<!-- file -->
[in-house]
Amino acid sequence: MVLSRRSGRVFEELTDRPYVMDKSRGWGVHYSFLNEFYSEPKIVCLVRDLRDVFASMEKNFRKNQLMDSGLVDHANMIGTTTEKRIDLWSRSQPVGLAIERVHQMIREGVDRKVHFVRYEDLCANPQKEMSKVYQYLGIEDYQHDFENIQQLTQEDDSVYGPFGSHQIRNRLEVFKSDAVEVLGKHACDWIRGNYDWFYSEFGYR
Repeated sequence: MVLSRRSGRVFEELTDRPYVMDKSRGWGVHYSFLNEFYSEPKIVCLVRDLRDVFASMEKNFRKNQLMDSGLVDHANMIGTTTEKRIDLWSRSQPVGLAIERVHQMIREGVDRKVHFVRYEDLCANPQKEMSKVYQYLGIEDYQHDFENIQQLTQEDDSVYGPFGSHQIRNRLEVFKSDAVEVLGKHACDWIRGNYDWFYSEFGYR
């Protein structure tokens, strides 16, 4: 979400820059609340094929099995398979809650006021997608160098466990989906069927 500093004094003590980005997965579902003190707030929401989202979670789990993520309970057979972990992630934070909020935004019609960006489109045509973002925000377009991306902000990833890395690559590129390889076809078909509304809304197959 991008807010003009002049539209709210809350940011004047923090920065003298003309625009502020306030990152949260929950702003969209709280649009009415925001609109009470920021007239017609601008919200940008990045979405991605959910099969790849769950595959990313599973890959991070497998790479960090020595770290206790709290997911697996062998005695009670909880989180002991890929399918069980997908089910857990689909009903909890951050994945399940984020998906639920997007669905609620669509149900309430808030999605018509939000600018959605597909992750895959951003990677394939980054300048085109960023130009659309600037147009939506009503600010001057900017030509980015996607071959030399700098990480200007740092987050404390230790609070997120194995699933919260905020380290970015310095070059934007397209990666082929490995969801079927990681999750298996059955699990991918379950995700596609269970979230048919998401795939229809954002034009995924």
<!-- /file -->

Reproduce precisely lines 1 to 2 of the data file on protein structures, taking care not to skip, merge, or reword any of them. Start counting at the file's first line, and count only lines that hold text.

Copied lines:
[in-house]
Amino acid sequence: MVLSRRSGRVFEELTDRPYVMDKSRGWGVHYSFLNEFYSEPKIVCLVRDLRDVFASMEKNFRKNQLMDSGLVDHANMIGTTTEKRIDLWSRSQPVGLAIERVHQMIREGVDRKVHFVRYEDLCANPQKEMSKVYQYLGIEDYQHDFENIQQLTQEDDSVYGPFGSHQIRNRLEVFKSDAVEVLGKHACDWIRGNYDWFYSEFGYR